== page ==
Old-Fashioned Party Games for Kids

Written by cindy quarters
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Old-Fashioned Party Games for Kids
Plan plenty for kids to do to keep them out of mischief. (It's party-time for the little girl image by Ivonne Wierink from Fotolia.com)

When planning a party for your child, keep in mind that if you don't plan something for the kids to do while they are at the party, they'll invent something. It's best to keep kids busy with a variety of games and activities. Games don't need to be fancy or contrived, and old-fashioned games, without a lot of props or extras, are both engaging and inexpensive.

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Tangled Web

Children of all ages will enjoy this game, but it's especially good for very young players as it is quite simple to do. Arrange to have one goody bag per child and one very long piece of yarn for each bag. Tie one strand of yarn to each goody bag and hide them all in one room. Drape the yarn all over the place and let the strands cross each other, winding around toys and over furniture. Give each child an empty toilet paper roll and the end of one of the strands of yarn, and let him wind up his yarn on the roll until he finds the treasure at the end. This is a terrific way to hand out treats, but make sure anything breakable is safely out of the way.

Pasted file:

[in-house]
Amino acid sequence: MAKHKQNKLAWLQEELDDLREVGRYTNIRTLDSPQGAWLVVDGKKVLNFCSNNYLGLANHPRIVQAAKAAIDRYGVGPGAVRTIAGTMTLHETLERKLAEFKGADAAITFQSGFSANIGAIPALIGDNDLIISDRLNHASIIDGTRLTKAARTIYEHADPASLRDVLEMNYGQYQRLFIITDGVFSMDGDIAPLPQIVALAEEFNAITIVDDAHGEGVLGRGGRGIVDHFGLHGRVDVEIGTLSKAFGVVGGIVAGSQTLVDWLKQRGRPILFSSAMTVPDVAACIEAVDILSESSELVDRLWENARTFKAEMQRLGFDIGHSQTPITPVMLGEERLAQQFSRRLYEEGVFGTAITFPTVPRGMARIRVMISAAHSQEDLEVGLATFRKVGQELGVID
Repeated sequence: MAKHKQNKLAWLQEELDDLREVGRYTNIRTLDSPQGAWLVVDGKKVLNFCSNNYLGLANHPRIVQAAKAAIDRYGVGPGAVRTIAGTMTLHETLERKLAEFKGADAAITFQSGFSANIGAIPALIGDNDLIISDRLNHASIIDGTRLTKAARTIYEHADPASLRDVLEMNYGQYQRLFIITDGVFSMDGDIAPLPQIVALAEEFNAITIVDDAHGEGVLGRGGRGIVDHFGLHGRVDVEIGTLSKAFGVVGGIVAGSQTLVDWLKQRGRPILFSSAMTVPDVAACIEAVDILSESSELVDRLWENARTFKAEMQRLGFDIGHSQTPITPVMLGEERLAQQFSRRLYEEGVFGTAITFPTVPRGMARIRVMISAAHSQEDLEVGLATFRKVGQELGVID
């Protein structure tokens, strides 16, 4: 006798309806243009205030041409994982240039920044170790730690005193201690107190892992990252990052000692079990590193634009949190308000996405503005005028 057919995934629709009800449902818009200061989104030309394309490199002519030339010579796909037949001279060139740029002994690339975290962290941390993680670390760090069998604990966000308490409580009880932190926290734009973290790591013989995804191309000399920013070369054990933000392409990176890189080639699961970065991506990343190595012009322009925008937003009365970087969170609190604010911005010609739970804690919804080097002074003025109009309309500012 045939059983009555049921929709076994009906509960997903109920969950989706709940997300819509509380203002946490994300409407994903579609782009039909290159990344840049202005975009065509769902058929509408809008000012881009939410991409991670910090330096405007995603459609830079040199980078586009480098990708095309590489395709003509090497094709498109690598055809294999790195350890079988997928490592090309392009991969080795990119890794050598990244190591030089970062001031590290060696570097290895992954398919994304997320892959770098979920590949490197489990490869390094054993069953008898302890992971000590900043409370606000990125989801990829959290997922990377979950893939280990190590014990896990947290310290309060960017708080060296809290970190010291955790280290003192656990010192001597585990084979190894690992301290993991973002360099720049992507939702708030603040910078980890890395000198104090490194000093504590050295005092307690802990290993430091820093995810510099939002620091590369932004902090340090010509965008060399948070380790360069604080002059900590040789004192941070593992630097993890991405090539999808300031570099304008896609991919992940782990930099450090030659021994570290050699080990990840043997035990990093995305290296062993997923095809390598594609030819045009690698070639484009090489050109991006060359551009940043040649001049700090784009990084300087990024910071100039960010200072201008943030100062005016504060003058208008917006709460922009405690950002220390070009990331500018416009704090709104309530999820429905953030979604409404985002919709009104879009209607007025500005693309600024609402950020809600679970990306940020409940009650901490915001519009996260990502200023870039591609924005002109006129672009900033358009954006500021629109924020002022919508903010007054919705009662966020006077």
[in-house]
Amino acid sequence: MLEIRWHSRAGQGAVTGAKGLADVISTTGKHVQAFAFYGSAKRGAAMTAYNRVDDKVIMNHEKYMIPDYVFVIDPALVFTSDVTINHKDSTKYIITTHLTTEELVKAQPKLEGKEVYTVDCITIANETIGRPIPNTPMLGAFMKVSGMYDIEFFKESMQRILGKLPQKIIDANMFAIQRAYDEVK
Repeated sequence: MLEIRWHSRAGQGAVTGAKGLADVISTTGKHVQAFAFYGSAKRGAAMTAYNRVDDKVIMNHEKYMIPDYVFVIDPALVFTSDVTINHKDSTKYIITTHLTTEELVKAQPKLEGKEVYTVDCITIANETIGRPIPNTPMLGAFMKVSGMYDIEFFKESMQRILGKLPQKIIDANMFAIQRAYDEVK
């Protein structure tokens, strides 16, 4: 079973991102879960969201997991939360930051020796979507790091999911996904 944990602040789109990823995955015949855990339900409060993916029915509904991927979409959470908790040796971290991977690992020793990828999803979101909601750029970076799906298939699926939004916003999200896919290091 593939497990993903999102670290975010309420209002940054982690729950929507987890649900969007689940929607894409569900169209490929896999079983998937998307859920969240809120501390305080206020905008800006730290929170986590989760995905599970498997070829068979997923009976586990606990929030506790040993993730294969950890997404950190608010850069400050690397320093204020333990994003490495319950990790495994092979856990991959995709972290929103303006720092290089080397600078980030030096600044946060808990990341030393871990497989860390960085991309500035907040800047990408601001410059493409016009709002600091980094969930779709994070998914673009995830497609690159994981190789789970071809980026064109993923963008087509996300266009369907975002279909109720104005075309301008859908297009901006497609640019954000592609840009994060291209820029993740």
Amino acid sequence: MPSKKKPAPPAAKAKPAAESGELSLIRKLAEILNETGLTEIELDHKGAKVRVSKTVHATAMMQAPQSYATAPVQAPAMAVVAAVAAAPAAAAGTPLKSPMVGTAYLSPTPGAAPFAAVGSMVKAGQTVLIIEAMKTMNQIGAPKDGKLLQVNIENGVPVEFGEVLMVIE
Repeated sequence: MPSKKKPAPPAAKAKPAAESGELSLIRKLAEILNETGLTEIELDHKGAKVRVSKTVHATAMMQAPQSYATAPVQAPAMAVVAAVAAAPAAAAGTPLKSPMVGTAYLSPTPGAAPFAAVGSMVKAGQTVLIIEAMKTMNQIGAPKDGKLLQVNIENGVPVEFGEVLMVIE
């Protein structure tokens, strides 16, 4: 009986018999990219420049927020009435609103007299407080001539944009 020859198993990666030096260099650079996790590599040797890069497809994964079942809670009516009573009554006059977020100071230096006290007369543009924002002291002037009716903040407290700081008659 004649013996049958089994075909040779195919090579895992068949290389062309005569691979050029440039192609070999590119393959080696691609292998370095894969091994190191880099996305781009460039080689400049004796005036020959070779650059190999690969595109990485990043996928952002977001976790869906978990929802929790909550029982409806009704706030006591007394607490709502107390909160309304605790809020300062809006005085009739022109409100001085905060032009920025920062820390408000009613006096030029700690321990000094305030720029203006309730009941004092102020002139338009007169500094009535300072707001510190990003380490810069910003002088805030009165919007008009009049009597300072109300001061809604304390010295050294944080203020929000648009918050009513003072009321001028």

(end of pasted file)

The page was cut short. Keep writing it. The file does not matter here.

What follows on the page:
Captain, May I?

This is a good action game that gives kids a chance to burn off some excess energy. Kids of all ages will enjoy trying to remember to follow the rules while also seeing if they can catch someone else making a mistake. To play, the children line up at one side of the yard, with the goal of being the first to reach the other side. One player is chosen to be the captain, and she stands to one side. She will call out a move to each child in turn, such as to take a giant step or skip twice. Before moving, the player whose turn it is must ask "Captain, May I?" and then wait for the captain to give permission. If a child moves before the captain gives permission, that child must return to the starting line. The winner is the first to reach the finish line, at which point he become the captain.

Clothespin Bottle Drop

This game gives kids a chance to test their skill in a race to get the most clothespins into a jar. To play, place a jar on the floor and have the children either stand over it or kneel on a chair placed next to the jar. Provide a bowl with lots of clothespins in it where the players can easily reach it. Let the children take turns dropping clothespins into the jar. Give them a time limit and see who can get the most clothespins into the jar before time runs out. Use a large jar for younger kids, such as a quart canning jar. For older kids, make the game more challenging by using a jar with a smaller opening. Give the winner a prize; if there is a tie, award duplicate prizes.

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